Concerned activists are about to launch a global pre-emptive strike to ‘kill off’ autonomous weapons (also labeled as ‘killer robots’) which, they say, could be in use on the battlefield within the next 10 years.
The group, comprising academics, pressure groups and Nobel peace prize laureates, claim the rise of the ‘killer robots’ – the next fight phase after unmanned drones – could pose a serious risk to international law as development rapidly gathers pace. The Observer has revealed that the activists – some of those who campaigned successfully for international action against cluster bombs and landmines – are launching The Stop the Killer Robots campaign will be launched in April at the House of Commons.
Dr Noel Sharkey, a leading robotics and artificial intelligence expert and professor at Sheffield University, believes that such weapons are being worked on, but with little emphasis on their impact on international law.
He said the claims are not science fiction, and in fact the research arm of the Pentagon in the US is already working on the X47B unmanned plane which would take autonomous armed combat anywhere on the planet.
Sharkey is not anti-war, but adds that while the technology industry in the US, China, Russia and Israel is excited by what is expected to become a multibillion-dollar industry, he is deeply concerned about how quickly science is moving ahead of the presumptions underlying international laws of war. He explained:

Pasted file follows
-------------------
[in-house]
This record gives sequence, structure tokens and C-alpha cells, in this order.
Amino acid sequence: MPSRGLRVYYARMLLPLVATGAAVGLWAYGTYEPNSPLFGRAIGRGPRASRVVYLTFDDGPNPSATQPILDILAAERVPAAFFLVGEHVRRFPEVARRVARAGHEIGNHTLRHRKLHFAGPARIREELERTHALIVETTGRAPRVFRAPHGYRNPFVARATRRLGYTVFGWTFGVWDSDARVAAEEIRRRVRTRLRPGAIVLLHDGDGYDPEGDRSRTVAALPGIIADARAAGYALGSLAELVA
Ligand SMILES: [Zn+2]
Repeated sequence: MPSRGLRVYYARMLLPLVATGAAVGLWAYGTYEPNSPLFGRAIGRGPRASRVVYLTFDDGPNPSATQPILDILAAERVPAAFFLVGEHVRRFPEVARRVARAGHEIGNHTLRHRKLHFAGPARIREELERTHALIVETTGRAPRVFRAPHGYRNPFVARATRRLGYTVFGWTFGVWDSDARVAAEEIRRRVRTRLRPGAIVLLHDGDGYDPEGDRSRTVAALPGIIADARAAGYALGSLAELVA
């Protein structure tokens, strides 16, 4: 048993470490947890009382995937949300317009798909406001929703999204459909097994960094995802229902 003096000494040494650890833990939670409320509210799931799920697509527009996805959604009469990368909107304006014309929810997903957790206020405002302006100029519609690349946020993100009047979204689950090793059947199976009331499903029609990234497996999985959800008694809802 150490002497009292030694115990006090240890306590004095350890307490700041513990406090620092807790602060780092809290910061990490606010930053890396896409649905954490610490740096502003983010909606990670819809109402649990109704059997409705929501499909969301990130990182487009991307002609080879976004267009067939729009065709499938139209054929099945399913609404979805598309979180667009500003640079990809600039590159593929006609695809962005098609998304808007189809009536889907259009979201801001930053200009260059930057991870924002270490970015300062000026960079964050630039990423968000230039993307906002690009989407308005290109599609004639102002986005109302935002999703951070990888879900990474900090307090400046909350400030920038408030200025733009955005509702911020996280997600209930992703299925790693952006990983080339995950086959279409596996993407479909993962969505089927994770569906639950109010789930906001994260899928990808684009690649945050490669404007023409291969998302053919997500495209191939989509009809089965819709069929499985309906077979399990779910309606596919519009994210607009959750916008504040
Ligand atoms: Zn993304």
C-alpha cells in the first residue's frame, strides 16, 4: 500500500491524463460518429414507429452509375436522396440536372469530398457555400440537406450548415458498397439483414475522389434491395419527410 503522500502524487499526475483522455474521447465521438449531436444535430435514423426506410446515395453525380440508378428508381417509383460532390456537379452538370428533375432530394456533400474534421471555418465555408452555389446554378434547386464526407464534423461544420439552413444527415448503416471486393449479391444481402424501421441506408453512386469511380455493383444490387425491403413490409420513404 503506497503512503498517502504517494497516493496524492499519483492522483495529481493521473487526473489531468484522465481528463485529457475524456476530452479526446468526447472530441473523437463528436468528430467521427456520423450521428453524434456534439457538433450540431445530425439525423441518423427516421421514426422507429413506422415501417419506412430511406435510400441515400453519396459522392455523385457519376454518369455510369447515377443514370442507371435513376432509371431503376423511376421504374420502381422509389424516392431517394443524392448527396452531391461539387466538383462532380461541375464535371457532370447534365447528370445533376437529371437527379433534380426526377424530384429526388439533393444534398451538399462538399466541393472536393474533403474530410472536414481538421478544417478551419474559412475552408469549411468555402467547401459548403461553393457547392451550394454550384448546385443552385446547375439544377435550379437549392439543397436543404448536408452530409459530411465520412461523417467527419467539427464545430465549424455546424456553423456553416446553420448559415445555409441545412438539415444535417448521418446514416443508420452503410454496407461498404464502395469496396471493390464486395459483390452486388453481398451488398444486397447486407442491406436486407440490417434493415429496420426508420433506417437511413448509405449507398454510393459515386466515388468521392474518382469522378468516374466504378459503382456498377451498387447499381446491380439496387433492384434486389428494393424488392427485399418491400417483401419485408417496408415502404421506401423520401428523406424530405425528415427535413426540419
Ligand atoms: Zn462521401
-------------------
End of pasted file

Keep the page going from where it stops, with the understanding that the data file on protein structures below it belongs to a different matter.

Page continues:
“Actually there is no transparency, no legal process. The laws of war allow for rights of surrender, for prisoner of war rights, for a human face to take judgments on collateral damage. If a robot goes wrong, who is accountable? Not the robot. “The public is not being invited to have a view on the morals of all of this. We won’t hear about it until China has sold theirs to Iran. That’s why we are forming this campaign to look at a pre-emptive ban.”
He added the advent of ‘killer robots’ could also counter the Geneva Convention as there is no mechanism in a robot’s “mind” to distinguish between a child holding up a sweet and an adult pointing a gun.
Steve Goose, arms division director at Human Rights Watch, said: “Giving machines the power to decide who lives and dies on the battlefield would take technology too far.”
The campaign has drawn support from US political activist Jody Williams, a Nobel peace prize winner for her work at the International Campaign to Ban Landmines. She believes the campaign will stop the killer robots “before they hit the battlefield” and has found backing from influential sources as the six Nobel peace laureates involved in the Nobel Women’s Initiative fully support it.